Hogan Pulls Off Upset to Become Next Maryland Governor

By Benjamin McKnight III

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After weeks of speculation that Maryland, a traditionally blue state, would turn red on election night of 2014,  Republican candidate Larry Hogan pulled off the biggest upset in the nation’s gubernatorial races.

“We got a lot of Democrats to cross over,” said Hogan in his acceptance speech. “We got a lot of support from the black community. This really wasn’t about race, it wasn’t about party. It was about us future Americans.”

Larry Hogan took 52.31 percent of the votes, with Brown coming in at 46.23 percent.

“Tonight, we fell short of our campaign goal,” said Brown, backed by various political constituents and aid workers from his campaign. “But it cannot diminish the work that each and every one of you have done throughout our communities throughout our state. Tonight this campaign ends, but our journey as a people continues.”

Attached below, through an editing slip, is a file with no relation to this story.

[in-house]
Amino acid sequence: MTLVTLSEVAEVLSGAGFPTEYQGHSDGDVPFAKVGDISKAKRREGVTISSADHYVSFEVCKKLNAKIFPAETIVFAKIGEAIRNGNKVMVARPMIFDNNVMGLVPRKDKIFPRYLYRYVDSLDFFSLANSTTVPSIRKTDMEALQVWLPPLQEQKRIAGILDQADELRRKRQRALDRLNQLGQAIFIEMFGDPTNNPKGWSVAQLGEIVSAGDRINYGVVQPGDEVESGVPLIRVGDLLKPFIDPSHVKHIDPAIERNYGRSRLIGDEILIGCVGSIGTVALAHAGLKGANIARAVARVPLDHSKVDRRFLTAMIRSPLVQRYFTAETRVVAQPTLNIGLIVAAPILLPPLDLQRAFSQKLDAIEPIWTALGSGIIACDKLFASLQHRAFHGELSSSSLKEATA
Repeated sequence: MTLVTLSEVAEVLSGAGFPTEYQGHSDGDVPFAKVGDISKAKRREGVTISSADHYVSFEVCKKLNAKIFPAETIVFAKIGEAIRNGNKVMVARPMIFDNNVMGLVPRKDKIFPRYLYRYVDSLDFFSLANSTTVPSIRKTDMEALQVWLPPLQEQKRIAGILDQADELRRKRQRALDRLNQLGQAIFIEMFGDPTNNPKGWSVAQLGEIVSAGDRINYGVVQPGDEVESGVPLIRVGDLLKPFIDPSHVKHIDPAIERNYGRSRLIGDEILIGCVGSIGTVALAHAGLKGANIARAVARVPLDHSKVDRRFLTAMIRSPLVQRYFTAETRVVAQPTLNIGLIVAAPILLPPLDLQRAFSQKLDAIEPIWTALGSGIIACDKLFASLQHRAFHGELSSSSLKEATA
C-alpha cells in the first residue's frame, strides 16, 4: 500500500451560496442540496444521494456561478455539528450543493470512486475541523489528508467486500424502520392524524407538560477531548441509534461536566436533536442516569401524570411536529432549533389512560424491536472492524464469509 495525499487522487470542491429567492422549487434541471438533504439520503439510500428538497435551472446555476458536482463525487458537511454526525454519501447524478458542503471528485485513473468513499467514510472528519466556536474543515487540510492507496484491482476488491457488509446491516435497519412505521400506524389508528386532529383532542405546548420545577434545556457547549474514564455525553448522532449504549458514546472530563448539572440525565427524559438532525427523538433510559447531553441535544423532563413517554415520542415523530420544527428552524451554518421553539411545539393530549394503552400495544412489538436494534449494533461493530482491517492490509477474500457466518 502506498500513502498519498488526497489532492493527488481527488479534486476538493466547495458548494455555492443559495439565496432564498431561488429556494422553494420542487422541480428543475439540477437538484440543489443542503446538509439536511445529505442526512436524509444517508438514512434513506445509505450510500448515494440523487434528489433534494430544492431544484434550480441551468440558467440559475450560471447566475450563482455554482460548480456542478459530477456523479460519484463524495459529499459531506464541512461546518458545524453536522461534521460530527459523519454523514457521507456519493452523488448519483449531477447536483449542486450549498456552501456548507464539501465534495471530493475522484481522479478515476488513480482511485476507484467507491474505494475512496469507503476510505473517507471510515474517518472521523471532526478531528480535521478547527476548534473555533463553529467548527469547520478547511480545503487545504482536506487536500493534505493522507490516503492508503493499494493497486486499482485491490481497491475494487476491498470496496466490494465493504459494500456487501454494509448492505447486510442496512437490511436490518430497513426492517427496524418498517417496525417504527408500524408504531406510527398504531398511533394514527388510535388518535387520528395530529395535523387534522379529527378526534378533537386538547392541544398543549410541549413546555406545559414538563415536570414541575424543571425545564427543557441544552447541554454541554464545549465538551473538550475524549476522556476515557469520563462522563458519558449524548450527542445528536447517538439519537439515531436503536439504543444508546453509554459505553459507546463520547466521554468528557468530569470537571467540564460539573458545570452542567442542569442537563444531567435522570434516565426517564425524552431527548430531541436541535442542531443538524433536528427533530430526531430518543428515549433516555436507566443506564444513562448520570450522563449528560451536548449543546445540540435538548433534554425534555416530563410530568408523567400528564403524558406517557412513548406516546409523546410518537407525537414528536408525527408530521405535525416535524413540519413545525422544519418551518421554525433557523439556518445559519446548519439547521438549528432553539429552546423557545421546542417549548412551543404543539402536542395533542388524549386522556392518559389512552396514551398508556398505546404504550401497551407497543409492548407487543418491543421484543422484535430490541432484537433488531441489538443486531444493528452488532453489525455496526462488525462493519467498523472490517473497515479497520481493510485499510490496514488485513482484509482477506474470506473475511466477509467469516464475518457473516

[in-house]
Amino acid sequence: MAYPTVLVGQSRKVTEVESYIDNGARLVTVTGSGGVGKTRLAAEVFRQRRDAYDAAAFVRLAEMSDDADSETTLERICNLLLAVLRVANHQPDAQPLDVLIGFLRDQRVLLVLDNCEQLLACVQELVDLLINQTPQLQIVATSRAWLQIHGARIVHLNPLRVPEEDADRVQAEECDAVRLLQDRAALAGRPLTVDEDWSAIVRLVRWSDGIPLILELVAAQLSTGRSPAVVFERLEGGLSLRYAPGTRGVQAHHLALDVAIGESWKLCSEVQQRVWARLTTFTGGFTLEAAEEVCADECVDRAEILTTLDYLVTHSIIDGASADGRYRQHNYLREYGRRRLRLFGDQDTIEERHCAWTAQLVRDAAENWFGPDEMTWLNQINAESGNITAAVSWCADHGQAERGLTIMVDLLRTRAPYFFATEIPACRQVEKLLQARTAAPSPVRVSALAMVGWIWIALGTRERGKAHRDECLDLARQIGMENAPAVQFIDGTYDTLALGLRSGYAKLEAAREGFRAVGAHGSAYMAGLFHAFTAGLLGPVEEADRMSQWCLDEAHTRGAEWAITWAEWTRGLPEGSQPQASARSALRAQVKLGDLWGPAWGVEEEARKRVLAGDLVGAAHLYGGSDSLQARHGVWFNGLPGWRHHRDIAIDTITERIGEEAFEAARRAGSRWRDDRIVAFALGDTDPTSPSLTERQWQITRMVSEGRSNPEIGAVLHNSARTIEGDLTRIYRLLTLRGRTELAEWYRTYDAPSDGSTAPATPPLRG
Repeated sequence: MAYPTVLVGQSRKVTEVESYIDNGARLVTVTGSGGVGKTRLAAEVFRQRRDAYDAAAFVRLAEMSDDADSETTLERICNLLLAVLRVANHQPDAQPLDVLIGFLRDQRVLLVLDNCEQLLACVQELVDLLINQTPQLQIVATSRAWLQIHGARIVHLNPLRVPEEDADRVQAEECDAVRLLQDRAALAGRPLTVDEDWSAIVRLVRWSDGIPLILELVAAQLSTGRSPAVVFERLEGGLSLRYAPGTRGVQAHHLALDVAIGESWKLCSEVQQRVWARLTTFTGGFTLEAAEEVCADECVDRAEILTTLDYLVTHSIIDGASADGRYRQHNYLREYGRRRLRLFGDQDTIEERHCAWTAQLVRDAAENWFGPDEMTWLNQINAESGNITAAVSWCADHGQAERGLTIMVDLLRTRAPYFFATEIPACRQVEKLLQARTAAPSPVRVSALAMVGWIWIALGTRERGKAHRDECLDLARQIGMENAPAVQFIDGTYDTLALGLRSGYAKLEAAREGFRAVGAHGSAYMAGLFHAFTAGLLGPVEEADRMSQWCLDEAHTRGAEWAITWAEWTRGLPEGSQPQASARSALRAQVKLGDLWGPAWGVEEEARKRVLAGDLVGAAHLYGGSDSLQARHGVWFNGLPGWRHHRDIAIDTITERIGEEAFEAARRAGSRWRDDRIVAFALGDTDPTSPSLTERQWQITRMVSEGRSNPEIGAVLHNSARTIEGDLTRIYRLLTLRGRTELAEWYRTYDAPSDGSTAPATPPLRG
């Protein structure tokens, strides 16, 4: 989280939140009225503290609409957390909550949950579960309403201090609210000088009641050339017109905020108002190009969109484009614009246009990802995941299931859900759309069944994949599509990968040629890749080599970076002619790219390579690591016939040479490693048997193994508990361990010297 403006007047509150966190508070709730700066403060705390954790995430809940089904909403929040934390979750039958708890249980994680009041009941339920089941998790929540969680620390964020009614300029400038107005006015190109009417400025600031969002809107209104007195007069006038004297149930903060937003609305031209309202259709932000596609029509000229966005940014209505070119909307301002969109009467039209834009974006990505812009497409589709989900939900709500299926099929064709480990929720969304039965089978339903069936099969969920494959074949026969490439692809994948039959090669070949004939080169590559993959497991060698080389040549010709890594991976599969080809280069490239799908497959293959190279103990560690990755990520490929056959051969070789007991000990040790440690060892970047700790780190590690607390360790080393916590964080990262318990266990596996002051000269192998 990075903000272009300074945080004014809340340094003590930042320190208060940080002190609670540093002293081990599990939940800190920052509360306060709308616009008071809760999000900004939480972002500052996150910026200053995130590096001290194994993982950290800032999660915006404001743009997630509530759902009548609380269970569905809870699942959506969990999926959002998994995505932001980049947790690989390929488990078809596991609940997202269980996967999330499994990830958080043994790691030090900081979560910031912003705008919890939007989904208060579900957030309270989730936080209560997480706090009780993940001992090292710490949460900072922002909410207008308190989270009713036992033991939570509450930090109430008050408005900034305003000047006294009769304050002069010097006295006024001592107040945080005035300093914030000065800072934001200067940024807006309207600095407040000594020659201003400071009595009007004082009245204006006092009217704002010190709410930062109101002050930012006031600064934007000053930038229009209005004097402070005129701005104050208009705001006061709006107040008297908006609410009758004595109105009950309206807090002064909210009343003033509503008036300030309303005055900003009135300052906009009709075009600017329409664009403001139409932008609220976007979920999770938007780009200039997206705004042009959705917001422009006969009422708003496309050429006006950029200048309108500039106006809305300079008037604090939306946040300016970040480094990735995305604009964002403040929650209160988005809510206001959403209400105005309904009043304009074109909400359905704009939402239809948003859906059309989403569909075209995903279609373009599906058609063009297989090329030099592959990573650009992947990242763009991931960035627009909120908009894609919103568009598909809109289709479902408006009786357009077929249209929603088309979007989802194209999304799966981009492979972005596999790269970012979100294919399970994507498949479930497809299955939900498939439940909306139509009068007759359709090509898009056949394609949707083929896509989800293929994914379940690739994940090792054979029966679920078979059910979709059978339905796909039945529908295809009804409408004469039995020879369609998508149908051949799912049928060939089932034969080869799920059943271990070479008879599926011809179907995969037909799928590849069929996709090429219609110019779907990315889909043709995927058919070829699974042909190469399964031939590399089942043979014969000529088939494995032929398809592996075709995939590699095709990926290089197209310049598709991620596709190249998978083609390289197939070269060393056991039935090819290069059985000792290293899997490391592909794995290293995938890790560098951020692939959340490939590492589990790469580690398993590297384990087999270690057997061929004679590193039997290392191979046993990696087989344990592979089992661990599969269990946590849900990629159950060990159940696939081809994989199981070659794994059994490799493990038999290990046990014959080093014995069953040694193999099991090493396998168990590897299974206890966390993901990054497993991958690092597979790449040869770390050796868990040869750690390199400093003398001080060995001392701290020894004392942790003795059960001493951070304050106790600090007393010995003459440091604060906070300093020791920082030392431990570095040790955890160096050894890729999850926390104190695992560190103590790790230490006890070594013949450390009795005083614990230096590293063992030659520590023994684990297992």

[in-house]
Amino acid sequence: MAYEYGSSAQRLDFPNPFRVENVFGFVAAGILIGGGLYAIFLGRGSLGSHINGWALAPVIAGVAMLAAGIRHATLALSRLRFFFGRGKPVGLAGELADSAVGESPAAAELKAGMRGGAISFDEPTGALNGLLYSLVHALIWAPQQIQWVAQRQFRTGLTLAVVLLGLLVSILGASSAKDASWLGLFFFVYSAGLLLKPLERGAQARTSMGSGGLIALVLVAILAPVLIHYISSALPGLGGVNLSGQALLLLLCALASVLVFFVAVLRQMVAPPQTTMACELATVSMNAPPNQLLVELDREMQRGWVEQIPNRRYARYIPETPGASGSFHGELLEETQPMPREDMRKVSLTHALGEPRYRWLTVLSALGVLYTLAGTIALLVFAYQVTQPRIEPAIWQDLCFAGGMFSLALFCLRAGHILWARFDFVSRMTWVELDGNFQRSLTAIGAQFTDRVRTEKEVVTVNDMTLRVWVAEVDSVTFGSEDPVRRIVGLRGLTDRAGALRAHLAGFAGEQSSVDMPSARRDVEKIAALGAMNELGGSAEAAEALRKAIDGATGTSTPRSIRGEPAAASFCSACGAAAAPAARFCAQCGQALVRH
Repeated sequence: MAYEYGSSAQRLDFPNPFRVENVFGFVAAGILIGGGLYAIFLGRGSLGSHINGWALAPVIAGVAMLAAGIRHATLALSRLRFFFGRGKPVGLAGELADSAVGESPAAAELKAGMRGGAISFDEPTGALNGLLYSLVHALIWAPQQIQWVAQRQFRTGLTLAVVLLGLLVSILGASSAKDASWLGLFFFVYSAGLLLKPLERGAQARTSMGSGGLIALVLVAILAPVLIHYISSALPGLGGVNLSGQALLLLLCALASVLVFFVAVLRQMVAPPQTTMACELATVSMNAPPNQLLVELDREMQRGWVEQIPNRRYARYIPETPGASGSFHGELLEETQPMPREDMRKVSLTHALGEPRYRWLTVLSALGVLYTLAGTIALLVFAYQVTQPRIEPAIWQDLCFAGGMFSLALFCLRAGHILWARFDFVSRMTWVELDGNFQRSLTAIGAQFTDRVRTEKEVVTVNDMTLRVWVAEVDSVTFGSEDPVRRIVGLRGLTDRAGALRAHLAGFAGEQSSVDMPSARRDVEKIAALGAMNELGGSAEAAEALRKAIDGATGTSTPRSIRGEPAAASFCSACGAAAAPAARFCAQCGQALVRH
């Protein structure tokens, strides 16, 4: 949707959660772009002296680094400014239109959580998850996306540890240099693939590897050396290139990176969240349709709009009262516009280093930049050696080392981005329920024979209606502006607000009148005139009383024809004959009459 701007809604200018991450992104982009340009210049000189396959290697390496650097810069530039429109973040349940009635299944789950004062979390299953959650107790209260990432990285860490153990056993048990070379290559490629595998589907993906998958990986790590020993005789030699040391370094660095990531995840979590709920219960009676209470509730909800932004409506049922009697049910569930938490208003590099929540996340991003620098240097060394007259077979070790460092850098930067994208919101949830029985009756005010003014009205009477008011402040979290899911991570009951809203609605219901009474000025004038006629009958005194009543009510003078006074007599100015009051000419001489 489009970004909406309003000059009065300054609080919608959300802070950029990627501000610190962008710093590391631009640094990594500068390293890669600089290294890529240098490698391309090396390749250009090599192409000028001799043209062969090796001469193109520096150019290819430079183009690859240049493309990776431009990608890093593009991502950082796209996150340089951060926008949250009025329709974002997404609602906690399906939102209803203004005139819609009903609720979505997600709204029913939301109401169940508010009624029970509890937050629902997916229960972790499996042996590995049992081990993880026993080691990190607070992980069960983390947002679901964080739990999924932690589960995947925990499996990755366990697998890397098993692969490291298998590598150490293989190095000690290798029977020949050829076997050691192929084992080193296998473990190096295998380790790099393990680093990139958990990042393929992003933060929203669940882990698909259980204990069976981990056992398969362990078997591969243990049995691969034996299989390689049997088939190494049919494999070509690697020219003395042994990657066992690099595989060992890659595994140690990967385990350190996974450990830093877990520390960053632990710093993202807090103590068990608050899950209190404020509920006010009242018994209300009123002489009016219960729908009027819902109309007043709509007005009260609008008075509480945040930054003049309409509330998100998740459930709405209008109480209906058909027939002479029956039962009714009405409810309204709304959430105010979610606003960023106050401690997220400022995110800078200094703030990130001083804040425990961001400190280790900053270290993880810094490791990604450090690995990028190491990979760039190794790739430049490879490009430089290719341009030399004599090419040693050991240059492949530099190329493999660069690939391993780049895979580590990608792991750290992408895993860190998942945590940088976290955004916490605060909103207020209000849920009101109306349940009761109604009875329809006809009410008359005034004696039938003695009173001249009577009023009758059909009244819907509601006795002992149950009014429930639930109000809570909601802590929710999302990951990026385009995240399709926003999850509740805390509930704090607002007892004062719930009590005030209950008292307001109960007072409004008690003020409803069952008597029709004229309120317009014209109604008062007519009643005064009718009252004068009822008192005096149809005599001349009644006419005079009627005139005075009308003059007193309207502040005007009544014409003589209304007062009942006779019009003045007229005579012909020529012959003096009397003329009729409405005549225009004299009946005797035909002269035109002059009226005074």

Brown’s backers took the stage shortly after in what appeared to be a somber mood, certain that their fight was over. Shortly after the Associated Press tweeted that Larry Hogan was declared winner, Brown took the stage to speak to his supporters.

Months ago, Lt. Gov. Anthony Brown was predicted to take Martin O’Malley’s spot as the governor for the state of Maryland. As the election date drew closer, however, polls recorded Brown’s support dipping rapidly, and eventually favoring Hogan with a week left before ballots could be cast. At 12:05 a.m. on November 5, Brown took the stage to give an unforeseen concession speech as Republican candidate Larry Hogan secured the governor’s seat. In a courteous measure, Brown also congratulated his opponent for his hard fought win. “Larry and his team have a tough road ahead of them, but I wish them the very best as they travel that road.”

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